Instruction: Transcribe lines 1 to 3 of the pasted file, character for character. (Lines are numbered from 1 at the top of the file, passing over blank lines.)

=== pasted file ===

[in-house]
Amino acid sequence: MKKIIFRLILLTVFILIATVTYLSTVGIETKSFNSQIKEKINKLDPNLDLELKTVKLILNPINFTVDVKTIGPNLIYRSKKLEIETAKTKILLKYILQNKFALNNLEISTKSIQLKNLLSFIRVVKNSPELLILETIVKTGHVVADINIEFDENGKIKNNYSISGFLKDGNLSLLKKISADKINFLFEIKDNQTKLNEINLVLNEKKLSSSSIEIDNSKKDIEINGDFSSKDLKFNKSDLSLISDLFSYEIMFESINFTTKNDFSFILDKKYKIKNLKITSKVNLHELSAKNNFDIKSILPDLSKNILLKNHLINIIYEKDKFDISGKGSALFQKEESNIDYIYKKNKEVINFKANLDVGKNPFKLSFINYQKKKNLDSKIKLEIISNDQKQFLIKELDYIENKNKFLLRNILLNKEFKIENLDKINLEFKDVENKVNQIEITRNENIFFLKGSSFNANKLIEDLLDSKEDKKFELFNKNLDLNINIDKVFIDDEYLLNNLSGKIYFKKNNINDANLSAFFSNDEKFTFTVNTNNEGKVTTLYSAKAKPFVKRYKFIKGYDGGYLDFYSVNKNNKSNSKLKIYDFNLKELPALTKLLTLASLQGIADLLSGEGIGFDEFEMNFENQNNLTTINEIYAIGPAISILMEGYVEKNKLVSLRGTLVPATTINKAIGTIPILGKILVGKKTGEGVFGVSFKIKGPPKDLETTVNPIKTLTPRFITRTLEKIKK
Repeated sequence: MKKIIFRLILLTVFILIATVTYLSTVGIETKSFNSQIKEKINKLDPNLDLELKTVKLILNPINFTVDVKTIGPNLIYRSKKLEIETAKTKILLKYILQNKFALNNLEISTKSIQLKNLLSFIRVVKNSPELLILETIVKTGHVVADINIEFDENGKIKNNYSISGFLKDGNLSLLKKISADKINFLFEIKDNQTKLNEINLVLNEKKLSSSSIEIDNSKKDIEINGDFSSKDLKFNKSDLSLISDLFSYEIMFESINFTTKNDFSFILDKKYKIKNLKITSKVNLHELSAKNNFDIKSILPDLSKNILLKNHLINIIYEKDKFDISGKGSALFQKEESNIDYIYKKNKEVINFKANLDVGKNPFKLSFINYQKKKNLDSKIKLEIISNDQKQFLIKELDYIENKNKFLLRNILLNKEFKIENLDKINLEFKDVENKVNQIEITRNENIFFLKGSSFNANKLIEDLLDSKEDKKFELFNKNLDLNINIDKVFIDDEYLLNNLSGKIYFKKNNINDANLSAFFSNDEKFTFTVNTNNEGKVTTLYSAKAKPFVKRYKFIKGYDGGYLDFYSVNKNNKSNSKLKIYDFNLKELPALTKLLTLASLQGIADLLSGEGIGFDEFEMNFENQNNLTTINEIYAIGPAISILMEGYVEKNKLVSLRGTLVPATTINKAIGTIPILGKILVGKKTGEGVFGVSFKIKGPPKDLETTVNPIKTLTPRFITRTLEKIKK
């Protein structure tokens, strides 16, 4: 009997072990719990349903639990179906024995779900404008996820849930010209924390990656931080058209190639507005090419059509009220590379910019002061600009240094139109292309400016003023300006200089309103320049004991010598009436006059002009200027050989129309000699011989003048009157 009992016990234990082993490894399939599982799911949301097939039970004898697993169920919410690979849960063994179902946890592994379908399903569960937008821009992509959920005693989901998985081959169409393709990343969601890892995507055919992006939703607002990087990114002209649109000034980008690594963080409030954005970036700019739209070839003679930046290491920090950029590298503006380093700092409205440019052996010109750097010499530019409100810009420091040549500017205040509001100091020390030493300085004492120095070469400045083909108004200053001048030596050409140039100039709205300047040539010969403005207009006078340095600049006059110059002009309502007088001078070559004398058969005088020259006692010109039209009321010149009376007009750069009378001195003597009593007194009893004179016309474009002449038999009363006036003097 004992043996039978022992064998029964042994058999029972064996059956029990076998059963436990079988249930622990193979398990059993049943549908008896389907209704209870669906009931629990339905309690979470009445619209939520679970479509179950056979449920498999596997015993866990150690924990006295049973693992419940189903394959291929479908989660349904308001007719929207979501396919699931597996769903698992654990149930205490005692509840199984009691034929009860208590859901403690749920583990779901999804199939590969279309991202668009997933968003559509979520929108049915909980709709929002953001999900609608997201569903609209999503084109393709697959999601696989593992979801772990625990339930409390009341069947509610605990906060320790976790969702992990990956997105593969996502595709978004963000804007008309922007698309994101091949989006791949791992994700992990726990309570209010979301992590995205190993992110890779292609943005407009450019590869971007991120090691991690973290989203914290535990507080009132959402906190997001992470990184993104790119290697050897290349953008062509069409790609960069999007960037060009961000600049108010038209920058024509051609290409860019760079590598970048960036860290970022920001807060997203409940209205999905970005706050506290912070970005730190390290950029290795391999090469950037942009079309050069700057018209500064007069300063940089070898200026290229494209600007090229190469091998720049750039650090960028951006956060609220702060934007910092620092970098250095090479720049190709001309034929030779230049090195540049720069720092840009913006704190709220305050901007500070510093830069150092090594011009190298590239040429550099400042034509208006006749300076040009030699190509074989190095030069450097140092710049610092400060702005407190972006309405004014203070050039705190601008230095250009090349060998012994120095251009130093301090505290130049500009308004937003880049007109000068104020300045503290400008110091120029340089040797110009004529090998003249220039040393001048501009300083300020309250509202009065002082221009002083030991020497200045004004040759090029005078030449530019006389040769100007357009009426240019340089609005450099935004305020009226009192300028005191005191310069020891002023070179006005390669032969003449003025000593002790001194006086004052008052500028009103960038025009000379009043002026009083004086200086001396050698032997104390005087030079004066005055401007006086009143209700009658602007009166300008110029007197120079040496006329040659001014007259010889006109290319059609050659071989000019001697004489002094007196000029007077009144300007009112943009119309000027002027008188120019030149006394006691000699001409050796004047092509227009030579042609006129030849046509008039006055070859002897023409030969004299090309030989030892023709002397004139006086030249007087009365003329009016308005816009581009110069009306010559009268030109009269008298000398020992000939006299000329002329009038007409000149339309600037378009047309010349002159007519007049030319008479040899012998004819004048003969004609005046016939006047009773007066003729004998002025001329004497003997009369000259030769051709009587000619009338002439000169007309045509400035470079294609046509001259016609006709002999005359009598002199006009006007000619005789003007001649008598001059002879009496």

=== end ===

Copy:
[in-house]
Amino acid sequence: MKKIIFRLILLTVFILIATVTYLSTVGIETKSFNSQIKEKINKLDPNLDLELKTVKLILNPINFTVDVKTIGPNLIYRSKKLEIETAKTKILLKYILQNKFALNNLEISTKSIQLKNLLSFIRVVKNSPELLILETIVKTGHVVADINIEFDENGKIKNNYSISGFLKDGNLSLLKKISADKINFLFEIKDNQTKLNEINLVLNEKKLSSSSIEIDNSKKDIEINGDFSSKDLKFNKSDLSLISDLFSYEIMFESINFTTKNDFSFILDKKYKIKNLKITSKVNLHELSAKNNFDIKSILPDLSKNILLKNHLINIIYEKDKFDISGKGSALFQKEESNIDYIYKKNKEVINFKANLDVGKNPFKLSFINYQKKKNLDSKIKLEIISNDQKQFLIKELDYIENKNKFLLRNILLNKEFKIENLDKINLEFKDVENKVNQIEITRNENIFFLKGSSFNANKLIEDLLDSKEDKKFELFNKNLDLNINIDKVFIDDEYLLNNLSGKIYFKKNNINDANLSAFFSNDEKFTFTVNTNNEGKVTTLYSAKAKPFVKRYKFIKGYDGGYLDFYSVNKNNKSNSKLKIYDFNLKELPALTKLLTLASLQGIADLLSGEGIGFDEFEMNFENQNNLTTINEIYAIGPAISILMEGYVEKNKLVSLRGTLVPATTINKAIGTIPILGKILVGKKTGEGVFGVSFKIKGPPKDLETTVNPIKTLTPRFITRTLEKIKK
Repeated sequence: MKKIIFRLILLTVFILIATVTYLSTVGIETKSFNSQIKEKINKLDPNLDLELKTVKLILNPINFTVDVKTIGPNLIYRSKKLEIETAKTKILLKYILQNKFALNNLEISTKSIQLKNLLSFIRVVKNSPELLILETIVKTGHVVADINIEFDENGKIKNNYSISGFLKDGNLSLLKKISADKINFLFEIKDNQTKLNEINLVLNEKKLSSSSIEIDNSKKDIEINGDFSSKDLKFNKSDLSLISDLFSYEIMFESINFTTKNDFSFILDKKYKIKNLKITSKVNLHELSAKNNFDIKSILPDLSKNILLKNHLINIIYEKDKFDISGKGSALFQKEESNIDYIYKKNKEVINFKANLDVGKNPFKLSFINYQKKKNLDSKIKLEIISNDQKQFLIKELDYIENKNKFLLRNILLNKEFKIENLDKINLEFKDVENKVNQIEITRNENIFFLKGSSFNANKLIEDLLDSKEDKKFELFNKNLDLNINIDKVFIDDEYLLNNLSGKIYFKKNNINDANLSAFFSNDEKFTFTVNTNNEGKVTTLYSAKAKPFVKRYKFIKGYDGGYLDFYSVNKNNKSNSKLKIYDFNLKELPALTKLLTLASLQGIADLLSGEGIGFDEFEMNFENQNNLTTINEIYAIGPAISILMEGYVEKNKLVSLRGTLVPATTINKAIGTIPILGKILVGKKTGEGVFGVSFKIKGPPKDLETTVNPIKTLTPRFITRTLEKIKK